Abstract: This study focuses on short and long-term effects of sanctions on military spending in Iran. Utilizing the annual data from 1960 to 2017 and the auto regressive distributed lag (ARDL) model, we show that the increasing intensity of sanctions dampen the military budget of Iran. By separating unilateral sanctions (where only the United States sanctions Iran) and multilateral sanctions (where, the United States acts in conjunction with other countries to sanction Iran), we show that only the latter class of sanctions have a statistically significant and negative impact on military spending of Iran. The negative effects of the multilateral sanctions on military budget are observed in both the short and long run time horizons. The results remain robust when controlling for other determinants of military spending such as gross domestic product (GDP), oil rents, trade openness, population, quality of political institutions, military expenditure of the Middle East region, non-military spending of government and the war period with Iraq.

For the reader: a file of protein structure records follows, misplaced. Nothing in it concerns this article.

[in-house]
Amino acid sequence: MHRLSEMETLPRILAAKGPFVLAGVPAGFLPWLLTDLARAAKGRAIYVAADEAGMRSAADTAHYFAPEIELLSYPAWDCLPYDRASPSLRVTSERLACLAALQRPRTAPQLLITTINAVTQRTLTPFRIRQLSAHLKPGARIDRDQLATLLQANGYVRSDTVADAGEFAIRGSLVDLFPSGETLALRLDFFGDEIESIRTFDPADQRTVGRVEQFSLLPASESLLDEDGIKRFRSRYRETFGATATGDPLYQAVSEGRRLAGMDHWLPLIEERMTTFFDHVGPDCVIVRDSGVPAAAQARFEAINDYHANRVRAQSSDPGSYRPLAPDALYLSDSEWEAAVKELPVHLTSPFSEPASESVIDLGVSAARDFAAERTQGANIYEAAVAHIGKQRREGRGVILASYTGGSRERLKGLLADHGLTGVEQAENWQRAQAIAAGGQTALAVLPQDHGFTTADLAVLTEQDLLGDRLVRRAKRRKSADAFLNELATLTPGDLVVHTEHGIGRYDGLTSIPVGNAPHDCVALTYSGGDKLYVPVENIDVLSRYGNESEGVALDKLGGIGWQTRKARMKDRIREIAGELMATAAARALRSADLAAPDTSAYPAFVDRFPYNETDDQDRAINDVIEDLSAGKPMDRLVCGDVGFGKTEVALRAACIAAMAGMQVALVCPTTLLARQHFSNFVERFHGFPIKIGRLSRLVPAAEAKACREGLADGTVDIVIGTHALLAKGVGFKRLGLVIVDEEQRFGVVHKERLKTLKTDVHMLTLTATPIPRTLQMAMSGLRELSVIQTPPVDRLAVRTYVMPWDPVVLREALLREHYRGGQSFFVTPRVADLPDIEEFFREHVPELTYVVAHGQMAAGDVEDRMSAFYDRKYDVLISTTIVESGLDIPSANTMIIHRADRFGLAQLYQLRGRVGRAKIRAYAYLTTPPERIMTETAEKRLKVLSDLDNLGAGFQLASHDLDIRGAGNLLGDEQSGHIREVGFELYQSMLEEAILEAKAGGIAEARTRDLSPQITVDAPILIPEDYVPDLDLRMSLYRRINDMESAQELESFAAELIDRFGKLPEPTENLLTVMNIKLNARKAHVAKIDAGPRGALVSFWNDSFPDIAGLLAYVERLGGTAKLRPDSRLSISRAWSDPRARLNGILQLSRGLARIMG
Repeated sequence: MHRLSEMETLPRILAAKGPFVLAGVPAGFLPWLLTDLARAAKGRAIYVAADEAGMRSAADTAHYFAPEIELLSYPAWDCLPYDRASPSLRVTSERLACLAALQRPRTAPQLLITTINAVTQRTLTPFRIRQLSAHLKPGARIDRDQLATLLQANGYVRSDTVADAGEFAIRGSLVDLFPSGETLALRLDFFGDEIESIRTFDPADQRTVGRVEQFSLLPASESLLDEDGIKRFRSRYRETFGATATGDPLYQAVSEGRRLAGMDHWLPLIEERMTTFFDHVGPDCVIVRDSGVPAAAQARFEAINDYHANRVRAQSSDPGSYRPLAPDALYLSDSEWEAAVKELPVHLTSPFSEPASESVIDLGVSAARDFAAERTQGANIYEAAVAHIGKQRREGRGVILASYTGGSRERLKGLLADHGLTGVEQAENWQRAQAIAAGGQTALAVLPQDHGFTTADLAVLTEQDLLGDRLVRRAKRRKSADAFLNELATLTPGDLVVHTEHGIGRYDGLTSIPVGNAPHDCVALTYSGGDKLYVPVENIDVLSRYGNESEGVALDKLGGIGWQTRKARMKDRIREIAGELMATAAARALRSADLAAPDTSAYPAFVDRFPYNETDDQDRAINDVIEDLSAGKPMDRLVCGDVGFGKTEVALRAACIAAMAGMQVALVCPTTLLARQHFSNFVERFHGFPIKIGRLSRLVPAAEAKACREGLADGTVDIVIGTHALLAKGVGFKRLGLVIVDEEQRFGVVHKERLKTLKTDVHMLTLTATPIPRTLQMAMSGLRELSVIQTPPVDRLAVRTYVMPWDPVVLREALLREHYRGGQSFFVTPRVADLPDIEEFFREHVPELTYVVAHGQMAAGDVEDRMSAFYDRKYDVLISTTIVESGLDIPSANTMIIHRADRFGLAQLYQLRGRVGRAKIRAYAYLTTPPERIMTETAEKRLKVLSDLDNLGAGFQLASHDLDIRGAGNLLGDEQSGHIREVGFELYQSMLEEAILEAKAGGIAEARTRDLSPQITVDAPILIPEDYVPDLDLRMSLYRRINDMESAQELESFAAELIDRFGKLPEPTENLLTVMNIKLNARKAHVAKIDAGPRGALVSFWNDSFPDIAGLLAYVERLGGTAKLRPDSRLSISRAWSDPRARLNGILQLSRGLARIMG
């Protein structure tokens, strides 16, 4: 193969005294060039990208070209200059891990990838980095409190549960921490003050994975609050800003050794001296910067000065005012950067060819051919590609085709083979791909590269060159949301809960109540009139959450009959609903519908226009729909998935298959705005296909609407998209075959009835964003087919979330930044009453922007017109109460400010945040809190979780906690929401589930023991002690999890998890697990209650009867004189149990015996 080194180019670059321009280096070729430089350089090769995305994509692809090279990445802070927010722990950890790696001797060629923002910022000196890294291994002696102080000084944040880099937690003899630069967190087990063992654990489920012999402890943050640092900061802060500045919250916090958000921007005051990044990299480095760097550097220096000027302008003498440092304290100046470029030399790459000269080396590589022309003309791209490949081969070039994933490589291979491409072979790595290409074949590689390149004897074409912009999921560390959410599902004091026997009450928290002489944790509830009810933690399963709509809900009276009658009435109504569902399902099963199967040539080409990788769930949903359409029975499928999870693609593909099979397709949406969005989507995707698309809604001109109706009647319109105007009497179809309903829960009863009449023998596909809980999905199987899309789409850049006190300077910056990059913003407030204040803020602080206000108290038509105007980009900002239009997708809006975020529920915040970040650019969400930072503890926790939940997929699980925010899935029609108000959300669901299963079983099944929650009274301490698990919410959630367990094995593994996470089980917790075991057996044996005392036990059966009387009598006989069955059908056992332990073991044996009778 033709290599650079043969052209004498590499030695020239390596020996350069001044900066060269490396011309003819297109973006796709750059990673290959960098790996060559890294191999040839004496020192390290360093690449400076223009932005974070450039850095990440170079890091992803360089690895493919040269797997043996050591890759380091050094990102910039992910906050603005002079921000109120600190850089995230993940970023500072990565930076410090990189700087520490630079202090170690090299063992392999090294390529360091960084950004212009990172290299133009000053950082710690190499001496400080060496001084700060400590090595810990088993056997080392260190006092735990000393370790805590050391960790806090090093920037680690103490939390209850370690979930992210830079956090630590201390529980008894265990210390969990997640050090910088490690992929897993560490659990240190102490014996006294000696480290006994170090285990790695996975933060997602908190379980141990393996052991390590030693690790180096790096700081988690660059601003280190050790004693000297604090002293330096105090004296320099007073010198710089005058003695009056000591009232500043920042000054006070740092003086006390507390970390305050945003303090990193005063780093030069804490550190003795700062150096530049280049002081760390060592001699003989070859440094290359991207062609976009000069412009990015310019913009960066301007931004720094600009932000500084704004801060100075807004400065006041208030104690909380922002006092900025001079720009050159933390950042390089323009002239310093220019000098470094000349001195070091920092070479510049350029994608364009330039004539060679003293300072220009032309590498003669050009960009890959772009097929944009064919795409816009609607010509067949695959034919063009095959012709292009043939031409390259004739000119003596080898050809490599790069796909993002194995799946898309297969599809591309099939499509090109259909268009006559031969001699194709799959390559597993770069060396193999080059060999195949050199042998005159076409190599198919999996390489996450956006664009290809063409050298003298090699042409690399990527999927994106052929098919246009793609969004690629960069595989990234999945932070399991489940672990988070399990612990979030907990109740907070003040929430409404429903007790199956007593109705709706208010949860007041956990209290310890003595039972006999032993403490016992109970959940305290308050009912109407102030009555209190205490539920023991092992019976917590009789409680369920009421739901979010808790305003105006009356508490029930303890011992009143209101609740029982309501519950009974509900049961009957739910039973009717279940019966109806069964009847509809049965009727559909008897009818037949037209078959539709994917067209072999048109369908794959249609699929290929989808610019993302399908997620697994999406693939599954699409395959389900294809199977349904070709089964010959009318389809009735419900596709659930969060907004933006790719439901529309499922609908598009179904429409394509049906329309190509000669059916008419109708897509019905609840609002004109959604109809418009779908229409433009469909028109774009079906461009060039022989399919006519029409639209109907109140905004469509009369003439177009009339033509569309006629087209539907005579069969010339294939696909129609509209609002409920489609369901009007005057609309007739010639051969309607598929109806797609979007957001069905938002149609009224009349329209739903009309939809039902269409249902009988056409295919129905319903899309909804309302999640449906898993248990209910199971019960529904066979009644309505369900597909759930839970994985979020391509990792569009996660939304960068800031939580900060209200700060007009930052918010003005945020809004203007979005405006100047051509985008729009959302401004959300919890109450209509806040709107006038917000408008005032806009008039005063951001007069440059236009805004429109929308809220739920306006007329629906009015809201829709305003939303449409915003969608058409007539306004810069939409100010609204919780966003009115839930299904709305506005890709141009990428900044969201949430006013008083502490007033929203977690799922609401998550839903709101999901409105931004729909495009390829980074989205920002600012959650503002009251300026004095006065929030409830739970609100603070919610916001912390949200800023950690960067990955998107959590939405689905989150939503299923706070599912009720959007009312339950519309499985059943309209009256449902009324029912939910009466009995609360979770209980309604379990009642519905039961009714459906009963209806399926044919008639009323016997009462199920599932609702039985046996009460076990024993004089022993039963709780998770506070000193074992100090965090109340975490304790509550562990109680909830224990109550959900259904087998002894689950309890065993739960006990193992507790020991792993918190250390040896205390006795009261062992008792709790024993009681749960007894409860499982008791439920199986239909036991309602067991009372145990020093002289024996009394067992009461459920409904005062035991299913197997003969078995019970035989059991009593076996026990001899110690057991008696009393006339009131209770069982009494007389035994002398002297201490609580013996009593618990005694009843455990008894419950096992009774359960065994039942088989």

Keywords: sanctions; military spending; Iran; ARDL
    Date: 2018
  13. By: Schelkle, Waltraud